BMO is particularly bullish on structured outcome ETFs, which were created to help investors manage risk. It believes that investors in equity funds and short-term bond funds are exposed to volatility given the outperformance of megacap, technology stocks over the past year and uncertainty around the Fed’s rate cuts.

Structured outcome ETFs are one way that clients can remain invested while capping downside risk. Among these, buffer ETFs, which use options that protect against downside risk and cap upside potential, are becoming increasingly popular among advisors and investors. Notably, this type of protection was at one time only available to high net worth investors.


Finsum: BMO Asset Management conducted an overview of the ETF industry. It notes the constant innovation in the space, with the latest growth area being structured outcome ETFs, which are particularly useful in terms of reducing portfolio risk.   

 

Forget active versus passive investing, the future is about having both, but with a twist: direct indexing. This strategy combines the low fees and market tracking of passive investing with the tax benefits and customization often desired by active investors.

 

Direct indexing lets you build a portfolio that mimics a market index, like the S&P 500, but with a twist. You can personalize it to minimize your tax bill through tax-loss harvesting, a strategy that sells losing investments to offset capital gains and lower your taxes. This can potentially lead to significant savings compared to traditional index funds, and research shows the alpha can be as high as 1%.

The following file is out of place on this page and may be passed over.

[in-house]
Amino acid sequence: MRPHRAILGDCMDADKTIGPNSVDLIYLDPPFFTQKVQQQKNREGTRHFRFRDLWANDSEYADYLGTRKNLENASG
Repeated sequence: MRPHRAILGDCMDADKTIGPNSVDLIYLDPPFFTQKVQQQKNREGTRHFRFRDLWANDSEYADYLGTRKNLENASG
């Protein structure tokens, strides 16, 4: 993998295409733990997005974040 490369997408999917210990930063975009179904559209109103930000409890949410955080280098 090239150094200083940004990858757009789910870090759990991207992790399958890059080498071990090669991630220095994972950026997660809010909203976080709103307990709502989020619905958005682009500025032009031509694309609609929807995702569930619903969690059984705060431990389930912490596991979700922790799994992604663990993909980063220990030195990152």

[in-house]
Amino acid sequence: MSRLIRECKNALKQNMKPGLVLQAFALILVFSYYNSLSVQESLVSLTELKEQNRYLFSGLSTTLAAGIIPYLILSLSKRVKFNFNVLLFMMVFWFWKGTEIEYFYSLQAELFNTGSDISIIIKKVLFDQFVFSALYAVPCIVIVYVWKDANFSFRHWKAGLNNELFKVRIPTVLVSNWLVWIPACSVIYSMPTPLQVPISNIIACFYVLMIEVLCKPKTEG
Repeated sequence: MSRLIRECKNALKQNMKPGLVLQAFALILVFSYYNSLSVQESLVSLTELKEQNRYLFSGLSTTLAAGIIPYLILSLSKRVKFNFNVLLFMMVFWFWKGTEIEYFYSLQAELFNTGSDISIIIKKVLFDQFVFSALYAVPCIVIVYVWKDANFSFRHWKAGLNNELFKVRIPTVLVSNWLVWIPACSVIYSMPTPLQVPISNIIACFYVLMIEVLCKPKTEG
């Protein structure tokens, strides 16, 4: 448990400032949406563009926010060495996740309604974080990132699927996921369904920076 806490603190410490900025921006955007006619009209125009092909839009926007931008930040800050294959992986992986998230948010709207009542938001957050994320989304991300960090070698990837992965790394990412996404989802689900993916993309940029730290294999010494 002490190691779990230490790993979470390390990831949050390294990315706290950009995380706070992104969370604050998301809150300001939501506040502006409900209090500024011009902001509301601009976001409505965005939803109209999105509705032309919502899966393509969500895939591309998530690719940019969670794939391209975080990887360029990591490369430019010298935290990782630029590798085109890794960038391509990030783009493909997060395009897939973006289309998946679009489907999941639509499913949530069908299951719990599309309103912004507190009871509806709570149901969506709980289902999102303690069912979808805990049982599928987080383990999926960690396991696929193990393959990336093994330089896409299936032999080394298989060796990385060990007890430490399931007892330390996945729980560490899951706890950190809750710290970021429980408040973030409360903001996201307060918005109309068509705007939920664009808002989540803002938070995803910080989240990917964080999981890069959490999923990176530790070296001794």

Technology plays a key role in direct indexing. It allows advisors to tailor the portfolio to your specific needs and tax situation, while still ensuring it closely tracks the chosen index. This level of customization combined with the potential for tax savings is fueling the growth of direct indexing, particularly within separately managed accounts.


Finsum: While active bonds may have an advantage, the semi-passive direct indexing offers advantageous tax alpha. 

Friday, 12 April 2024 04:55

The Great RIA Flock

Financial advisors are flocking to independence.  Some who switched to the RIA model, say it was a game-changer for their career, and they have gained an "entrepreneurial mindset" while creating lower-cost programs for clients.

 

This trend is widespread. Cerulli reports the RIA channel is experiencing the fastest growth in advisor headcount. The number of independent RIAs and advisors working there have grown steadily over the past decade. Advisors are seeking independence for several reasons. Clients demand lower fees, and RIAs allow advisors to deliver quality service at a competitive price. Wirehouses, on the other hand, are raising advisor costs.

 

One highlights of the RIA fee-based model is it has made RIAs a target for private equity firms. Cerulli predicts RIAs will control nearly a third of the market by 2027. Advisors like Harry Figgie see this as inevitable due to the open architecture, financial benefits, and equity-building opportunities offered by the RIA model.


Finsum: The RIA model has been made easier by the technological advancements in advisor space, and this trend might continue to ramp up.